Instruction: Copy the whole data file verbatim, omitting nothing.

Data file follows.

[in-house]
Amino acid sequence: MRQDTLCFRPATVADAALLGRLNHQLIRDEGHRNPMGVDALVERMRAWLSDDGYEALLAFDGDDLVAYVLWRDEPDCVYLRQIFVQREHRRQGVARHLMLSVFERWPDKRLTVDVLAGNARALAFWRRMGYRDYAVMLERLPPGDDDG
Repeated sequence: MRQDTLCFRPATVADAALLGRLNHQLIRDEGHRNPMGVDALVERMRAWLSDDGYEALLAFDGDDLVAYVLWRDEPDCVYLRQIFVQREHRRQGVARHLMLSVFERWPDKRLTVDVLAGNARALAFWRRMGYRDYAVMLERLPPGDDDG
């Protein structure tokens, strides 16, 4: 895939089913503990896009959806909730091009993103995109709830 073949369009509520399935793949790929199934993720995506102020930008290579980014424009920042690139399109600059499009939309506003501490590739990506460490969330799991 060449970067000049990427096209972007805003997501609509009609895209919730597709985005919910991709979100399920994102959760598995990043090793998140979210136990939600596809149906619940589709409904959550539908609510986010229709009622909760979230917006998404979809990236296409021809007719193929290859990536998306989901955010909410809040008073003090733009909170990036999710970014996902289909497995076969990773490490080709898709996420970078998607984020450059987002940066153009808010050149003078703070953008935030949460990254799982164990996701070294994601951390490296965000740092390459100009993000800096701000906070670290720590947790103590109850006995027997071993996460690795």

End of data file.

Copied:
[in-house]
Amino acid sequence: MRQDTLCFRPATVADAALLGRLNHQLIRDEGHRNPMGVDALVERMRAWLSDDGYEALLAFDGDDLVAYVLWRDEPDCVYLRQIFVQREHRRQGVARHLMLSVFERWPDKRLTVDVLAGNARALAFWRRMGYRDYAVMLERLPPGDDDG
Repeated sequence: MRQDTLCFRPATVADAALLGRLNHQLIRDEGHRNPMGVDALVERMRAWLSDDGYEALLAFDGDDLVAYVLWRDEPDCVYLRQIFVQREHRRQGVARHLMLSVFERWPDKRLTVDVLAGNARALAFWRRMGYRDYAVMLERLPPGDDDG
């Protein structure tokens, strides 16, 4: 895939089913503990896009959806909730091009993103995109709830 073949369009509520399935793949790929199934993720995506102020930008290579980014424009920042690139399109600059499009939309506003501490590739990506460490969330799991 060449970067000049990427096209972007805003997501609509009609895209919730597709985005919910991709979100399920994102959760598995990043090793998140979210136990939600596809149906619940589709409904959550539908609510986010229709009622909760979230917006998404979809990236296409021809007719193929290859990536998306989901955010909410809040008073003090733009909170990036999710970014996902289909497995076969990773490490080709898709996420970078998607984020450059987002940066153009808010050149003078703070953008935030949460990254799982164990996701070294994601951390490296965000740092390459100009993000800096701000906070670290720590947790103590109850006995027997071993996460690795």